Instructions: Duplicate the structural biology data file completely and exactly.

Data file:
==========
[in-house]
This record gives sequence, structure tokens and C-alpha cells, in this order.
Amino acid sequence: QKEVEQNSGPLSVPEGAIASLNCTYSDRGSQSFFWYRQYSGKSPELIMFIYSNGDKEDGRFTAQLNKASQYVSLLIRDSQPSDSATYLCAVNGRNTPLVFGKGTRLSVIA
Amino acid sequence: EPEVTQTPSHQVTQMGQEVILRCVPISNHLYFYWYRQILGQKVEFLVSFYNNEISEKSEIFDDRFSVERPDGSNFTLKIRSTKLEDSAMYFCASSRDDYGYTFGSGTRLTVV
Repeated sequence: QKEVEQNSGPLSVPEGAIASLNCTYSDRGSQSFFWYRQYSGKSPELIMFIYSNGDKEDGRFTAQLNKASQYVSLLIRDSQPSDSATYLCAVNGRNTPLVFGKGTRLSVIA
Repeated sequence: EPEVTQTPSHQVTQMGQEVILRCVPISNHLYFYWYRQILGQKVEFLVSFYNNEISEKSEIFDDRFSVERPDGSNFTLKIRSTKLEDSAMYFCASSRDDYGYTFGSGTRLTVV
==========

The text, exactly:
[in-house]
This record gives sequence, structure tokens and C-alpha cells, in this order.
Amino acid sequence: QKEVEQNSGPLSVPEGAIASLNCTYSDRGSQSFFWYRQYSGKSPELIMFIYSNGDKEDGRFTAQLNKASQYVSLLIRDSQPSDSATYLCAVNGRNTPLVFGKGTRLSVIA
Amino acid sequence: EPEVTQTPSHQVTQMGQEVILRCVPISNHLYFYWYRQILGQKVEFLVSFYNNEISEKSEIFDDRFSVERPDGSNFTLKIRSTKLEDSAMYFCASSRDDYGYTFGSGTRLTVV
Repeated sequence: QKEVEQNSGPLSVPEGAIASLNCTYSDRGSQSFFWYRQYSGKSPELIMFIYSNGDKEDGRFTAQLNKASQYVSLLIRDSQPSDSATYLCAVNGRNTPLVFGKGTRLSVIA
Repeated sequence: EPEVTQTPSHQVTQMGQEVILRCVPISNHLYFYWYRQILGQKVEFLVSFYNNEISEKSEIFDDRFSVERPDGSNFTLKIRSTKLEDSAMYFCASSRDDYGYTFGSGTRLTVV